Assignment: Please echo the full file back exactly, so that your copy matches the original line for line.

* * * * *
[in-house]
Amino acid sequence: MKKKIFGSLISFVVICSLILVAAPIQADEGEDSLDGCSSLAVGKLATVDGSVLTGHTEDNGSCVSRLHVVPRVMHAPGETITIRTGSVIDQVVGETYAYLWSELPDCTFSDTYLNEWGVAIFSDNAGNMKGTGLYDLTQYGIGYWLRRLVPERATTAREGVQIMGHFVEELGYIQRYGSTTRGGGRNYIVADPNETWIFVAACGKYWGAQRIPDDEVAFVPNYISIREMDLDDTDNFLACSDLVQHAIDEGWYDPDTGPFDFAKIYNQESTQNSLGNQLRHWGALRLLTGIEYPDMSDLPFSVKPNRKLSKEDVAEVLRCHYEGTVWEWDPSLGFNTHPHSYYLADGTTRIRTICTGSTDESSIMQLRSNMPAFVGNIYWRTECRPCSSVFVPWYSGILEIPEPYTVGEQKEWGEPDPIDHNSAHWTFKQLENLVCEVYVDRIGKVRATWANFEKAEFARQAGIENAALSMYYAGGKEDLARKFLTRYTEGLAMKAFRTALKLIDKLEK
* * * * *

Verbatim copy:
[in-house]
Amino acid sequence: MKKKIFGSLISFVVICSLILVAAPIQADEGEDSLDGCSSLAVGKLATVDGSVLTGHTEDNGSCVSRLHVVPRVMHAPGETITIRTGSVIDQVVGETYAYLWSELPDCTFSDTYLNEWGVAIFSDNAGNMKGTGLYDLTQYGIGYWLRRLVPERATTAREGVQIMGHFVEELGYIQRYGSTTRGGGRNYIVADPNETWIFVAACGKYWGAQRIPDDEVAFVPNYISIREMDLDDTDNFLACSDLVQHAIDEGWYDPDTGPFDFAKIYNQESTQNSLGNQLRHWGALRLLTGIEYPDMSDLPFSVKPNRKLSKEDVAEVLRCHYEGTVWEWDPSLGFNTHPHSYYLADGTTRIRTICTGSTDESSIMQLRSNMPAFVGNIYWRTECRPCSSVFVPWYSGILEIPEPYTVGEQKEWGEPDPIDHNSAHWTFKQLENLVCEVYVDRIGKVRATWANFEKAEFARQAGIENAALSMYYAGGKEDLARKFLTRYTEGLAMKAFRTALKLIDKLEK